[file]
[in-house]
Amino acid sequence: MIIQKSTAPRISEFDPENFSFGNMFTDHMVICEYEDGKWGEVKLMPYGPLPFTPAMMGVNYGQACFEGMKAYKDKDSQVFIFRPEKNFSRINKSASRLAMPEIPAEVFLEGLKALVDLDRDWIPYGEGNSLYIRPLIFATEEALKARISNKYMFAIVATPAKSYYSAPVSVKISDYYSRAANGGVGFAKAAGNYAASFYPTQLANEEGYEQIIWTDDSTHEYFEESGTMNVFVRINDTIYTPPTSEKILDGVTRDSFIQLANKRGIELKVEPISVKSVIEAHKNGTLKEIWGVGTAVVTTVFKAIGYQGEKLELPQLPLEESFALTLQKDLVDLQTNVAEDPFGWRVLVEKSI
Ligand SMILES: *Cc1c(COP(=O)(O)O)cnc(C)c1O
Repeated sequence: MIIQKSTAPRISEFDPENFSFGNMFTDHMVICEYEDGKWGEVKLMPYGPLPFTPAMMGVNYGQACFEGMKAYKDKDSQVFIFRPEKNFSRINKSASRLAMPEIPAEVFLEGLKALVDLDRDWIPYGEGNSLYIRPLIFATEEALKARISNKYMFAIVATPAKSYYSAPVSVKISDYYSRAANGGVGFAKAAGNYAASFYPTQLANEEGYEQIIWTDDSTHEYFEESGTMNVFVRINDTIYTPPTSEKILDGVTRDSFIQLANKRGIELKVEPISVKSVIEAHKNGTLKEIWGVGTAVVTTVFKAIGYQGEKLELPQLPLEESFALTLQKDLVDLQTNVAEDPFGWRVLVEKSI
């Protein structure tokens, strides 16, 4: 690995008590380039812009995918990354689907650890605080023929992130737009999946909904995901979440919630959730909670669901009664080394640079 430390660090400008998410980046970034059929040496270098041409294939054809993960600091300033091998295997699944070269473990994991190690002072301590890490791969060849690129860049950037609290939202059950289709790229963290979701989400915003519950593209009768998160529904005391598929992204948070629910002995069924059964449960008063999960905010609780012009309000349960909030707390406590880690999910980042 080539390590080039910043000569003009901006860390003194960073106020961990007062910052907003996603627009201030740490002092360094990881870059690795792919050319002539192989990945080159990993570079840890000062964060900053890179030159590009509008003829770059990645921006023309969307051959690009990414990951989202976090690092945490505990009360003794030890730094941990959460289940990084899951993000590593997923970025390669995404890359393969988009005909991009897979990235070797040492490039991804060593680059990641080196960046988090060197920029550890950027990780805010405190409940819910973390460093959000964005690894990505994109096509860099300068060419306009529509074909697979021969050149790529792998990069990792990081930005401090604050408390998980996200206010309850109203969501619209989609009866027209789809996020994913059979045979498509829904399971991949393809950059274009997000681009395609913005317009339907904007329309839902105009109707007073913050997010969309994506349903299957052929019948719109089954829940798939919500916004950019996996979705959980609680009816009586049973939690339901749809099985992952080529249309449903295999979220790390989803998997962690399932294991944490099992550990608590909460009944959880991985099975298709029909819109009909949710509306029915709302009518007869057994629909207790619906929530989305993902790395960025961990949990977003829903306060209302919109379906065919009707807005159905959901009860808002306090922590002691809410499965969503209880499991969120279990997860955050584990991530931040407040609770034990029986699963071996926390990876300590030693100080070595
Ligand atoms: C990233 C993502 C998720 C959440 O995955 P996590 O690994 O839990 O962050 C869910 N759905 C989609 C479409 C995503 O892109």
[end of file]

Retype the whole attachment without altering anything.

[in-house]
Amino acid sequence: MIIQKSTAPRISEFDPENFSFGNMFTDHMVICEYEDGKWGEVKLMPYGPLPFTPAMMGVNYGQACFEGMKAYKDKDSQVFIFRPEKNFSRINKSASRLAMPEIPAEVFLEGLKALVDLDRDWIPYGEGNSLYIRPLIFATEEALKARISNKYMFAIVATPAKSYYSAPVSVKISDYYSRAANGGVGFAKAAGNYAASFYPTQLANEEGYEQIIWTDDSTHEYFEESGTMNVFVRINDTIYTPPTSEKILDGVTRDSFIQLANKRGIELKVEPISVKSVIEAHKNGTLKEIWGVGTAVVTTVFKAIGYQGEKLELPQLPLEESFALTLQKDLVDLQTNVAEDPFGWRVLVEKSI
Ligand SMILES: *Cc1c(COP(=O)(O)O)cnc(C)c1O
Repeated sequence: MIIQKSTAPRISEFDPENFSFGNMFTDHMVICEYEDGKWGEVKLMPYGPLPFTPAMMGVNYGQACFEGMKAYKDKDSQVFIFRPEKNFSRINKSASRLAMPEIPAEVFLEGLKALVDLDRDWIPYGEGNSLYIRPLIFATEEALKARISNKYMFAIVATPAKSYYSAPVSVKISDYYSRAANGGVGFAKAAGNYAASFYPTQLANEEGYEQIIWTDDSTHEYFEESGTMNVFVRINDTIYTPPTSEKILDGVTRDSFIQLANKRGIELKVEPISVKSVIEAHKNGTLKEIWGVGTAVVTTVFKAIGYQGEKLELPQLPLEESFALTLQKDLVDLQTNVAEDPFGWRVLVEKSI
């Protein structure tokens, strides 16, 4: 690995008590380039812009995918990354689907650890605080023929992130737009999946909904995901979440919630959730909670669901009664080394640079 430390660090400008998410980046970034059929040496270098041409294939054809993960600091300033091998295997699944070269473990994991190690002072301590890490791969060849690129860049950037609290939202059950289709790229963290979701989400915003519950593209009768998160529904005391598929992204948070629910002995069924059964449960008063999960905010609780012009309000349960909030707390406590880690999910980042 080539390590080039910043000569003009901006860390003194960073106020961990007062910052907003996603627009201030740490002092360094990881870059690795792919050319002539192989990945080159990993570079840890000062964060900053890179030159590009509008003829770059990645921006023309969307051959690009990414990951989202976090690092945490505990009360003794030890730094941990959460289940990084899951993000590593997923970025390669995404890359393969988009005909991009897979990235070797040492490039991804060593680059990641080196960046988090060197920029550890950027990780805010405190409940819910973390460093959000964005690894990505994109096509860099300068060419306009529509074909697979021969050149790529792998990069990792990081930005401090604050408390998980996200206010309850109203969501619209989609009866027209789809996020994913059979045979498509829904399971991949393809950059274009997000681009395609913005317009339907904007329309839902105009109707007073913050997010969309994506349903299957052929019948719109089954829940798939919500916004950019996996979705959980609680009816009586049973939690339901749809099985992952080529249309449903295999979220790390989803998997962690399932294991944490099992550990608590909460009944959880991985099975298709029909819109009909949710509306029915709302009518007869057994629909207790619906929530989305993902790395960025961990949990977003829903306060209302919109379906065919009707807005159905959901009860808002306090922590002691809410499965969503209880499991969120279990997860955050584990991530931040407040609770034990029986699963071996926390990876300590030693100080070595
Ligand atoms: C990233 C993502 C998720 C959440 O995955 P996590 O690994 O839990 O962050 C869910 N759905 C989609 C479409 C995503 O892109």